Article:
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Wilfrid Laurier University Faculty of Arts
July 22, 2014
Canadian Excellence

Dr. Philip Marsh

Professor and Canada Research Chair in Cold Regions Water Science

Contact Information
Phone: 519-884-0710 ext.2856

Office Location: 3E18

Personal Website:
Academic Background

PhD, McMaster University, 1983

MSc, McMaster University, 1978

MA, York University, 1975


I recieved my Ph.D. from McMaster University in 1983. After my Ph.D. I was a research Scientist at Environment Canada's National Hydrology Research Centre in Saskatoon until the summer of 2013 when I moved from NHRC to take up a Canada Research Chair position in the Department of Geography and Environmental Studies at Wilfrid Laurier.

Since my first research field trip to Ellesmere Is. in 1975, my research has focussed exculsively on the hydrology of Arctic Canada with a focus on the effects of snow, ice, permafrost on the hydrology of key northern ecosystems. To this has included the Canadian Arctic Islands, the Western Canadian Arctic and the Mackenzie River Basin. Over the last 20 years this research program has focussed on (1) the hydrology of upland watersheds in the Western Canadian Arctic, and (2) the hydrology of the Mackenzie Delta. In both cases, I have worked with ecologists to better understand the interactions between hydrology and ecology.

My recent upland hydrology studies, including the focus of my Canada Research Chair Program, have focussed on the impact of a changing climate on the increase of shrubs across the tundra, and the resulting impact of this on snow, soil moisture, permafrost and runoff. I collaborate with a number of colleagues on research in the Taiga Plains region of the NWT.

My Mackenzie Delta research has focussed on understanding the hydrology of this unique northern ecosystem where I have worked closely with Dr. Lance Lesack at Simon Fraser University.This collaborative research program has considered the hydrology of the approximately 50,000 lakes in the delta, and understanding the flooding of these lakes due to Mackenzie River discharge and ice jams, storm surges and changing sea level of the Beaufort Sea, and changes in local climate.

Dr. Philip Marsh is a Professor at Wilfrid Laurier University in the Department of Geography and Environmental Studies and a membr in the Cold Regions Research Centre. Facilities included instrumented research basins in the NWT and the new Centre for Cold Regions and Water Science at Laurier.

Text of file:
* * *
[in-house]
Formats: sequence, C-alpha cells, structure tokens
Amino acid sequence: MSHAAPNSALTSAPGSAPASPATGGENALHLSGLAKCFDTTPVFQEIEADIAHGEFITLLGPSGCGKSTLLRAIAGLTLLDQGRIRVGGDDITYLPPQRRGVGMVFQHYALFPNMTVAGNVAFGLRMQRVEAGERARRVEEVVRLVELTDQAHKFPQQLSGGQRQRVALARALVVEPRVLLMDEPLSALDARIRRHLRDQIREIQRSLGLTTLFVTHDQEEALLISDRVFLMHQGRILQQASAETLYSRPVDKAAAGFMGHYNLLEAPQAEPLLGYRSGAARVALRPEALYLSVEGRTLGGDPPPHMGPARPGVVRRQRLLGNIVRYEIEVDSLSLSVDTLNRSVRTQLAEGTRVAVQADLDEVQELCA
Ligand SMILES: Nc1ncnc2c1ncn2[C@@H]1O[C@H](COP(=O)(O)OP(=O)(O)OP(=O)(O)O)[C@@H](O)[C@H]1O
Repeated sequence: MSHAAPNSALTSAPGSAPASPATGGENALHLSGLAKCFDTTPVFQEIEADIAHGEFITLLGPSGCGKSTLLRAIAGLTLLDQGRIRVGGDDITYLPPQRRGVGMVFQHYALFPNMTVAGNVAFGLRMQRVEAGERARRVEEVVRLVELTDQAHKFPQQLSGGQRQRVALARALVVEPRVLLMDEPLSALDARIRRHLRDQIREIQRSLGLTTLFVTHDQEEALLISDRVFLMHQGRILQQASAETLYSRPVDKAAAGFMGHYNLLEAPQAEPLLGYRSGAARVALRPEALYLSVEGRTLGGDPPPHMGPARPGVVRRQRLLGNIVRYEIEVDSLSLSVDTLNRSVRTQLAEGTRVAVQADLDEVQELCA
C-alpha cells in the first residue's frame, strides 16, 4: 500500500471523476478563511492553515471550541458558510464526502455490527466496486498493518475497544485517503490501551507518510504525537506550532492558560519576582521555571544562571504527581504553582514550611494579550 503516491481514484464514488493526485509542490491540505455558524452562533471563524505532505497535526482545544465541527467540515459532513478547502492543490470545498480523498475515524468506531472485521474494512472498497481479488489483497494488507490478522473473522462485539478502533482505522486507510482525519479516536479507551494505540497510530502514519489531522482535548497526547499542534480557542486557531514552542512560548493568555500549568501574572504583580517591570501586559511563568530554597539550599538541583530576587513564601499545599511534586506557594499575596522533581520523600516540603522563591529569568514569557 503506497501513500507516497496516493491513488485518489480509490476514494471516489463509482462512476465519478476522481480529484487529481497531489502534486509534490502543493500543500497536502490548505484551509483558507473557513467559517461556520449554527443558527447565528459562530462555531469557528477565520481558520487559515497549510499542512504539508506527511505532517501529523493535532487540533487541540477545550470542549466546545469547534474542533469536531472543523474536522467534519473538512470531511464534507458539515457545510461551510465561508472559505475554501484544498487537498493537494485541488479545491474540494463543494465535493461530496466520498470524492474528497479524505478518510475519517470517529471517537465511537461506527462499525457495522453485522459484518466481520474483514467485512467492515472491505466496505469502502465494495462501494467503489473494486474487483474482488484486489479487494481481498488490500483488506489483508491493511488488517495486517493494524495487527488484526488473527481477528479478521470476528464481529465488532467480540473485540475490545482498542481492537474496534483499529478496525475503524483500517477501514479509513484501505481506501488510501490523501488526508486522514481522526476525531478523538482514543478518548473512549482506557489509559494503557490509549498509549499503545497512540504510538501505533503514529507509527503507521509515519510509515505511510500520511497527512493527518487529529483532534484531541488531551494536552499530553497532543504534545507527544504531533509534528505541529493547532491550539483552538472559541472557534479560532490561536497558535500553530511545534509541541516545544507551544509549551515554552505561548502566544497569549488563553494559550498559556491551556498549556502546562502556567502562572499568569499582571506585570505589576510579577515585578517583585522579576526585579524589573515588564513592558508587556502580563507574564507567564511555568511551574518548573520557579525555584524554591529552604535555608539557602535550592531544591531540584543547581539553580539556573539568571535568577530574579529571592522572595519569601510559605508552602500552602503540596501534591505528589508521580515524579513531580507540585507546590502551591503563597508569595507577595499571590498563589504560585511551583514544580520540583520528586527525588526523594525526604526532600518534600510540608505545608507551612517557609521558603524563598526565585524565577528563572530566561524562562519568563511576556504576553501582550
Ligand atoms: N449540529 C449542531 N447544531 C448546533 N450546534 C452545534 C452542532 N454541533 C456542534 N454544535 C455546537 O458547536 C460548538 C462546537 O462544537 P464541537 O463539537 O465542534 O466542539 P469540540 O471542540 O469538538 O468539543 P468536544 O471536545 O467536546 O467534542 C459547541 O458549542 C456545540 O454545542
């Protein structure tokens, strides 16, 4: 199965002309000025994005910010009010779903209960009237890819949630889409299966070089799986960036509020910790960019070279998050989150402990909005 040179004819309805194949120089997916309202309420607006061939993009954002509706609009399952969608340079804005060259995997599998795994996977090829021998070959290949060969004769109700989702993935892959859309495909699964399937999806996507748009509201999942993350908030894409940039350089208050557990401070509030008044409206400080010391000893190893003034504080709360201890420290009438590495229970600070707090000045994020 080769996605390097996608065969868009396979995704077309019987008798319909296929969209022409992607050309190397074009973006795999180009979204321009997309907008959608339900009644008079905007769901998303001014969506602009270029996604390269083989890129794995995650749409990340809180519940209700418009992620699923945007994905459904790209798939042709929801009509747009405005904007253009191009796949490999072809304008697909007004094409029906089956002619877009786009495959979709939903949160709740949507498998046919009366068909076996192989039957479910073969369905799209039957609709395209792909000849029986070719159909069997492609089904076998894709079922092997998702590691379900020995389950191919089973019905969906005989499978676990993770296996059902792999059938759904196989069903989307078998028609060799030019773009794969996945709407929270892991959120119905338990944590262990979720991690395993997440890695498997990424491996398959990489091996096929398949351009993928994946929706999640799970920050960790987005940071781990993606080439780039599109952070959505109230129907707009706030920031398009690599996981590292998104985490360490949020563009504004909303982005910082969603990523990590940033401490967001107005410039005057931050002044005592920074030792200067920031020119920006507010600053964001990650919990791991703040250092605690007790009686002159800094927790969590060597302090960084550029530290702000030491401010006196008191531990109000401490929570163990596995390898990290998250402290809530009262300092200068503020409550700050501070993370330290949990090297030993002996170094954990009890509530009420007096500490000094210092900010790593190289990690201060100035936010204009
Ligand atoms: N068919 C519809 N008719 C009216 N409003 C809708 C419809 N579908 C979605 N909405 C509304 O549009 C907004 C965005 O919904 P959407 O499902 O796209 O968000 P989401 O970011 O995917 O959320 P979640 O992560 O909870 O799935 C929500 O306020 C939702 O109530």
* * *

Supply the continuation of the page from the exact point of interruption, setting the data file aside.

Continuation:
Additional Information

Link to Publications

Further information can be found at:

Currently applications are invited for two positions:

1) Research Associate in Arctic Hydrology, and

2) Banting Fellowship position in Changing Arctic Hydrology

1) Research Associate in Arctic Hydrology (Advertised July 10, 2014; Start date Aug 15, 2015 or as soon as a candidate identified)

The Cold Regions Water Science project at Wilfrid Laurier University in Waterloo, Canada, invites applications for a Research Associate position in Arctic Hydrology. The successful candidate will support a Canadian Research Chair and Canadian Foundation for Innovation program led by Professor Philip Marsh. This program will carry out hydrological research in the Western Canadian Arctic that is focussed on understanding the linkages between climate, vegetation, snow, permafrost and hydrology.

The successful candidate will be involved in all components of the research program, including:

- Field work at remote sites in the Northwest Territories, including sites in the Inuvik region. The successful candidate must be comfortable working in remote areas under extreme climate.

- field site selection; instrument installation; instrument programming, and analysis of hydrological field data and hydrological model data, including the use of remote sensing data sets and Geographic Information Systems (GIS)


This position requires: